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This essay is a very belated response to a " part 1 " published in February 2015. The gist of that essay was a response to a corre...

Tuesday, October 11, 2016


Somewhere in Leslie Fiedler's voluminous writings, he asserts-- and I obviously must paraphrase-- that even though Western literature is replete with dozens of images of women suffering cruel fates at the hands of men, this does not necessarily make the women into mere victims. On the contrary, in some cases-- such as the classic English novel CLARISSA, written by one of the founders of modern prose literature-- woman's ability to survive the perils that ought to break her spirit provides proof of her *perdurability.*

"Perdurability," though not exactly a commonplace word, would almost do as well for me as "persistence," one of the two literary goal-affects I first categorized amidst these Hobbesian-Bataillean meditations. Persistence is certainly not a quality confined to females, but I'd argue that from one point of view it's possible to assert a logical-- though not to say "necessary"-- correlation between "femaleness" and "persistence," as well as a concomitant correlation between "maleness" and the other goal-affect, "glory."

I don't imagine that Michael O'Donoghue, the writer who created Phoebe Zeit-Geist, was thinking in quite these terms. My reading of PHOEBE is that it was meant as an extreme satire of all the "women in peril" stories that had permeated popular culture for decades. O'Donoghue might not have known Richardson's Clarissa from a hole in the ground (so to speak), but he almost certainly knew of the long tradition of melodramas that placed women in peril, perhaps epitomized by the 1914 film-serial THE PERILS OF PAULINE. Some of these melodramas put the woman in peril so that she could rescue herself; sometimes she is set up to be rescued by a more dynamic male character. Since O'Donoghue consistently places his heroine in situations where she cannot rescue herself, clearly he expected the audience to default to the latter formula-- for throughout the episodic storyline, Phoebe is almost never rescued in "the nick of time," or if she is, it is only to subject her to some even more terrible danger and/or humiliation.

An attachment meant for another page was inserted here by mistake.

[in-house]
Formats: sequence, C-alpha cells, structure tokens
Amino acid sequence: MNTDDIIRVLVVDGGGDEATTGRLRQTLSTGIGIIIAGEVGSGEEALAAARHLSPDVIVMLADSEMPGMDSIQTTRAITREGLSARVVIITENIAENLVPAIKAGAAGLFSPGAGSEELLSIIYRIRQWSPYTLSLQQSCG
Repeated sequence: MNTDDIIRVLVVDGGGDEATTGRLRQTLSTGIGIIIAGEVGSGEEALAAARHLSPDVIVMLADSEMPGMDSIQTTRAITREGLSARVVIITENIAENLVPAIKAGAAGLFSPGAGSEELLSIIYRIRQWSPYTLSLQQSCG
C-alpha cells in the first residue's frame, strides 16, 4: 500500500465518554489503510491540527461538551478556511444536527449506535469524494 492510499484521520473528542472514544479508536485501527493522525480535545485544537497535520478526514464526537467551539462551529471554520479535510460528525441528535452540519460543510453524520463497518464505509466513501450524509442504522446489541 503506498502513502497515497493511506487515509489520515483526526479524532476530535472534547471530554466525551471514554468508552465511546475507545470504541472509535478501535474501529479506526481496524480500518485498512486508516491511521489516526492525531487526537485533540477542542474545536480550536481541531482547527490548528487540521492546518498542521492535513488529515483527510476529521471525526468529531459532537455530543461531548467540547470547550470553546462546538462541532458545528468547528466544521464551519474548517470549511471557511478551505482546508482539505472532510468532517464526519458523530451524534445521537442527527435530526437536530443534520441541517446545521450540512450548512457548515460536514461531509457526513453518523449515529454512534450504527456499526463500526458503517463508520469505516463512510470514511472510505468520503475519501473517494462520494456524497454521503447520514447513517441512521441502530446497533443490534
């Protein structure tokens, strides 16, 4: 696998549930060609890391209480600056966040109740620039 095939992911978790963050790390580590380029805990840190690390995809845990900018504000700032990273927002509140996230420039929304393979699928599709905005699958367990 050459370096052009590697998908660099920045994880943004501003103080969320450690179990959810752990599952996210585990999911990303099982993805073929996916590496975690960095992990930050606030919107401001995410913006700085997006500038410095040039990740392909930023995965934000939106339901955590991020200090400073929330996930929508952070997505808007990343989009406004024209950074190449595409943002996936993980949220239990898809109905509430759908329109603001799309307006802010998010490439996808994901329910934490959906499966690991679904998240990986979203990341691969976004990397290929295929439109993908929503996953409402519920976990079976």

This isn't to say that O'Donoghue was totally unaware of the more capable heroines of fiction. Indeed, according to an essay on THE COMICS JOURNAL site, the editors of the literary magazine EVERGREEN REVIEW asked O'Donoghue to do something along the lines of Barbarella, the saucy siren of French comics. Barbarella had debuted in 1962 and, according to Wikipedia, had three of her adventures translated for EVERGREEN in the same year that PHOEBE began. Barbarella wasn't exactly a tower of strength in the comics I've read, but she was sometimes capable of extricating herself from trouble, and so, assuming that O'Donoghue even looked at the translations, I'd assume that he decisively rejected that approach. If anything, O'Donoghue's approach with PHOEBE has strong affiliations with the ouevre of Sade, who liked nothing better than images of degraded women, though on occasion he does torture his fictional men as well.